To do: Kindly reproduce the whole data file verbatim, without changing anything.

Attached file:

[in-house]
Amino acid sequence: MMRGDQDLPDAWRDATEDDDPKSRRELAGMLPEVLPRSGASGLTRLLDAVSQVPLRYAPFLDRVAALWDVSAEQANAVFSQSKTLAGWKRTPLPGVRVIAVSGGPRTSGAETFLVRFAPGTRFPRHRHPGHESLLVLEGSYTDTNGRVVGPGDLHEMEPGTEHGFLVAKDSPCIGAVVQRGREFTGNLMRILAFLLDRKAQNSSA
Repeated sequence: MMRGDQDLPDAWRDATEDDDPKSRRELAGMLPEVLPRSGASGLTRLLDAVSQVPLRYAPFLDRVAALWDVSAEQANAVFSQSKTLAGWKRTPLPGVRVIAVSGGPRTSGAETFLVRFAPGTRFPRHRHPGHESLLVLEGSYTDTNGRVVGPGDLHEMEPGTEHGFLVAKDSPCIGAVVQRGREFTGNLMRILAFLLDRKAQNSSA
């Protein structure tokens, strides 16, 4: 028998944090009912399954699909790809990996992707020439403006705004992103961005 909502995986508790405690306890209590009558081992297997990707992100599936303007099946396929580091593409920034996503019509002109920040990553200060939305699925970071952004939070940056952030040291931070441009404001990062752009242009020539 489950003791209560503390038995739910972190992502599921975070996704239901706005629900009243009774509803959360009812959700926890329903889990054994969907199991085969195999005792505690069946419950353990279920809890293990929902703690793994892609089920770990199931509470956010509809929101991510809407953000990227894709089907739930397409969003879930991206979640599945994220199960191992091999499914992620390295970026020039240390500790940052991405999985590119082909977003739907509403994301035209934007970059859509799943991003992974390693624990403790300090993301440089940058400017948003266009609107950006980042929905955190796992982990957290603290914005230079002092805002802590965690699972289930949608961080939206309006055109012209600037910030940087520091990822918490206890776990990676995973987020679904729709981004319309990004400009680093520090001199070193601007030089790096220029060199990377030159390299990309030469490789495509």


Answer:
[in-house]
Amino acid sequence: MMRGDQDLPDAWRDATEDDDPKSRRELAGMLPEVLPRSGASGLTRLLDAVSQVPLRYAPFLDRVAALWDVSAEQANAVFSQSKTLAGWKRTPLPGVRVIAVSGGPRTSGAETFLVRFAPGTRFPRHRHPGHESLLVLEGSYTDTNGRVVGPGDLHEMEPGTEHGFLVAKDSPCIGAVVQRGREFTGNLMRILAFLLDRKAQNSSA
Repeated sequence: MMRGDQDLPDAWRDATEDDDPKSRRELAGMLPEVLPRSGASGLTRLLDAVSQVPLRYAPFLDRVAALWDVSAEQANAVFSQSKTLAGWKRTPLPGVRVIAVSGGPRTSGAETFLVRFAPGTRFPRHRHPGHESLLVLEGSYTDTNGRVVGPGDLHEMEPGTEHGFLVAKDSPCIGAVVQRGREFTGNLMRILAFLLDRKAQNSSA
């Protein structure tokens, strides 16, 4: 028998944090009912399954699909790809990996992707020439403006705004992103961005 909502995986508790405690306890209590009558081992297997990707992100599936303007099946396929580091593409920034996503019509002109920040990553200060939305699925970071952004939070940056952030040291931070441009404001990062752009242009020539 489950003791209560503390038995739910972190992502599921975070996704239901706005629900009243009774509803959360009812959700926890329903889990054994969907199991085969195999005792505690069946419950353990279920809890293990929902703690793994892609089920770990199931509470956010509809929101991510809407953000990227894709089907739930397409969003879930991206979640599945994220199960191992091999499914992620390295970026020039240390500790940052991405999985590119082909977003739907509403994301035209934007970059859509799943991003992974390693624990403790300090993301440089940058400017948003266009609107950006980042929905955190796992982990957290603290914005230079002092805002802590965690699972289930949608961080939206309006055109012209600037910030940087520091990822918490206890776990990676995973987020679904729709981004319309990004400009680093520090001199070193601007030089790096220029060199990377030159390299990309030469490789495509």